Heads will roll – Barbers


A huge shipment of illegal drugs could not have passed through the “green lane” of the Bureau of Customs (BoC) without the involvement of corrupt personnel, Rep. Ace Barbers of Surigao del Norte said on Saturday.

Barbers warned that heads will roll over the smuggling of illegal drugs.

“We have to find out who among the Customs employees processed the papers of this shipment that paved the way for its clearance. I don’t believe that Customs employees are not involved in this,” Barbers said in a radio interview.

Barbers, head of the House Committee on Dangerous Drugs, was referring to the smuggling of P6.4 billion worth of illegal drugs, mostly shabu, from China.

He said Customs Commissioner Nicanor Faeldon could also be liable under the doctrine of command responsibility.

“Smuggling is no joke, especially if it involves drugs. Heads will roll,” the lawmaker warned.

Barbers’ panel will start its investigation into the smuggling of illegal drugs on August 1.

Shipments that pass through the Customs’ “green lane” are no longer scrutinized by Customs officials because only favored importers or those with unblemished transactions are allowed this privilege.

Barbers’ panel is investigating the entry of the illegal drugs shipped by Hongfei Philippines from Guangdong, China to EMT Trading.

Tipped by their Chinese counterpart, Customs agents seized 604 kilos of shabu (methamphetamine hydrochloride) in two warehouses in Valenzuela City in May. The drugs were hidden inside five metal cylinders.

Barbers claimed that Hongfei Philippines was able to ship 600 containers to the country labeled general merchandise or kitchen utensils. He said 90 percent of EMT’s shipments passed through the green lane.

“Who are the officials from Customs who have the authority to decide which shipment goes to the green lane and clear the shipment? We’ll find it out so that we can recommend their prosecution,” Barbers said.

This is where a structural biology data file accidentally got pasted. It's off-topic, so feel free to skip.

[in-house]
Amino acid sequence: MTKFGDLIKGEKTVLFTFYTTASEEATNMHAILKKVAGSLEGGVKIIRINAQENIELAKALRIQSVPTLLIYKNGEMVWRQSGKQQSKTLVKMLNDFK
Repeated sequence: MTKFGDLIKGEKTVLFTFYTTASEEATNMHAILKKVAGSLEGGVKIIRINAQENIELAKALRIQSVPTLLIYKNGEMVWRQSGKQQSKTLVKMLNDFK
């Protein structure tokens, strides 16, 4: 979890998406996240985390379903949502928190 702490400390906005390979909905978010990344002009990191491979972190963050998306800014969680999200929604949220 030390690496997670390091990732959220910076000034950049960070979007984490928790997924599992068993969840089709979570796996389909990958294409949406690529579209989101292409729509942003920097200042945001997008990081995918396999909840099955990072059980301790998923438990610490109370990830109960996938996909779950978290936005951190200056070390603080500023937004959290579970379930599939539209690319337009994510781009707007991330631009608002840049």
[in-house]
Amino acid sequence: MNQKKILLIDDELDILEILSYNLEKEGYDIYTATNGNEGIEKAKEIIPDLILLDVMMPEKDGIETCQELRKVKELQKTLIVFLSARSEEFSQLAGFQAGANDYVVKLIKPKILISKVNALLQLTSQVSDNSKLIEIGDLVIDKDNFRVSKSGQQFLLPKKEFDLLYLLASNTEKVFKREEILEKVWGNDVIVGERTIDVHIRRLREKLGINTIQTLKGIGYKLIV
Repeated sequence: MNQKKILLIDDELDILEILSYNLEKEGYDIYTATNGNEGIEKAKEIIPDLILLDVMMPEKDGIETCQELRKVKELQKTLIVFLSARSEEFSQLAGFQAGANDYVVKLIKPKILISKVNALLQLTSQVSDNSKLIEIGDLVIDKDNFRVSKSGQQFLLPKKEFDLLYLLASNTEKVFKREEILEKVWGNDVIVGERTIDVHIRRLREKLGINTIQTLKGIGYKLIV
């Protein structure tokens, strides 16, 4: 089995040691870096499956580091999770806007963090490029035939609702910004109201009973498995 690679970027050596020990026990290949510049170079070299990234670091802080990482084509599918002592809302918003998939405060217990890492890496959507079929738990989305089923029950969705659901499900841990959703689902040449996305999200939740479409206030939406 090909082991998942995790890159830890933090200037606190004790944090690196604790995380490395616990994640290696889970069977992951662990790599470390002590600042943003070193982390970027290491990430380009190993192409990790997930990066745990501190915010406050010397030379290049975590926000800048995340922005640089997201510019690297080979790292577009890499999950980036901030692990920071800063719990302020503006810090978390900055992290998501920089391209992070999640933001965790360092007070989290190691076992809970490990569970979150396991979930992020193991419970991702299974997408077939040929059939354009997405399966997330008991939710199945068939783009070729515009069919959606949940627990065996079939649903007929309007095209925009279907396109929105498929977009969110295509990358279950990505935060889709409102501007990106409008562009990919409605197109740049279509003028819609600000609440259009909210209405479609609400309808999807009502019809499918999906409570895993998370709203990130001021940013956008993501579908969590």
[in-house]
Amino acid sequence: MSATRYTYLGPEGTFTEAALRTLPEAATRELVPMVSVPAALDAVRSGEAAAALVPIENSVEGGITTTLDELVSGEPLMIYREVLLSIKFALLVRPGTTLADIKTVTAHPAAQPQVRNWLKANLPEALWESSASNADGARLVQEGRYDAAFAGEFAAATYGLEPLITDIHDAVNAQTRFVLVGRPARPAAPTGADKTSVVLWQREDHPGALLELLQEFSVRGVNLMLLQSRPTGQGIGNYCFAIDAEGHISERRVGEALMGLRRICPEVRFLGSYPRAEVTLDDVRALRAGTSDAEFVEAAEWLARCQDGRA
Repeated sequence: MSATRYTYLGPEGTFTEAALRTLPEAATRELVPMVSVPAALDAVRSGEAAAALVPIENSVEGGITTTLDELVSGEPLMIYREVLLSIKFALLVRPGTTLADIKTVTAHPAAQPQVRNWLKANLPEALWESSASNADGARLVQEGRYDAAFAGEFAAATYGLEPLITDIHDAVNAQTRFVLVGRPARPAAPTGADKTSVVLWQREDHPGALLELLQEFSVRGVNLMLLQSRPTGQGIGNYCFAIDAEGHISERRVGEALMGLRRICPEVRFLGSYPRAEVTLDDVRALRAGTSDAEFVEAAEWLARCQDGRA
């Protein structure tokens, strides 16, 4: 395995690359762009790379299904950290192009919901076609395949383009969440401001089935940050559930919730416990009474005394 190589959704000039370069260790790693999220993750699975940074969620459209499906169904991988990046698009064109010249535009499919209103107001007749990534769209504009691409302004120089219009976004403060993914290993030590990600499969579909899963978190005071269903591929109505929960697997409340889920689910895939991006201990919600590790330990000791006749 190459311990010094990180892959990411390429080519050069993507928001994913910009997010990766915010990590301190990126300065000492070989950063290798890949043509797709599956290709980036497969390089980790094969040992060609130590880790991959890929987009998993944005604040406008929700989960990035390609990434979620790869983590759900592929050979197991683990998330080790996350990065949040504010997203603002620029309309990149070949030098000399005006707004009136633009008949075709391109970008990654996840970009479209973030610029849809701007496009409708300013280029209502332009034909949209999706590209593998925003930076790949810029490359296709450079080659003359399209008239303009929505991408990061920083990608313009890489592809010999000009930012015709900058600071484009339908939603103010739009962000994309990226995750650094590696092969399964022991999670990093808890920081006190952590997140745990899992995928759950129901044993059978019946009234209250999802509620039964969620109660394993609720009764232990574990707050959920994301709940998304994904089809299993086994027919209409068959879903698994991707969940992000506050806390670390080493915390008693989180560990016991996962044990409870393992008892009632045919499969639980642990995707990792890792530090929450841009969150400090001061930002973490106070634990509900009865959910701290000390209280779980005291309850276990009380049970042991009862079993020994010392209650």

“And why is their shipment always going through the green lane?” he added.

The House Committee on Ways and Means held an inquiry into the incident last week but the probe focused on Faeldon’s chief of staff, Mandy Anderson, who was scolded by lawmakers for calling Speaker Pantaleon Alvarez an imbecile for proposing the abolition of the Court of Appeals.

Anderson apologized to lawmakers, but she did not address her apology to Alvarez.

A day after her House appearance, Anderson said in a radio interview that Alvarez was out for revenge because she turned down the Speaker’s recommendation to promote an employee.

Alvarez admitted making the recommendation but denied Anderson’s claims that he vowed to raise hell because of the rejection.

Anderson, who ranked fifth in the 2015 Bar examinations, worked for the Villaraza and Angangco Law firm before joining the government.

The Villaraza and Angangco Law firm was founded by Supreme Court Associate Justice Antonio Carpio and Arthur Villaraza in 1980.

“Ms. Anderson should apologize. During the hearing, she apologized to lawmakers, including those who are not there. What is going to stop her from apologizing to the Speaker? The behavior is uncalled for. She should think about that. She should know the boundaries of her position in Bureau of Customs,” Barbers said.

Valenzuela City first district representative Wes Gatchalian had called on the House of Representatives to investigate the Customs bureau for the smuggling of the illegal drugs.

“I would also like to take this opportunity to warn those who would attempt to make our city a haven for their nefarious activities, that we will not tolerate any of these and that our local police force will work 24/7 until every single laboratory or warehouse sheltering these illegal drugs are found out,” he added.

In his House Resolution 1057, Gatchalian said it was alarming that the BOC allowed the drug shipment to pass through the “green lane,” notwithstanding the fact that compared to other cargoes carrying the same declared contents, the shipment weighed nearly twice the normal weight.

The drugs, which had been divided into smaller amounts and packed into plastic bags, were found inside five metal insulators used for printing presses.

“I am calling for this investigation because people have to be accountable in this government. With the marching orders of the president from the first day he stepped in office in cracking down on illegal drugs, all of us here should be in the same page as a team,” Gatchalian said.

“This is also an opportunity for the lawmakers to review our laws to fill in gaps so that once and for all we are able to have a truly comprehensive answer to the drug problem in the country.” he added.


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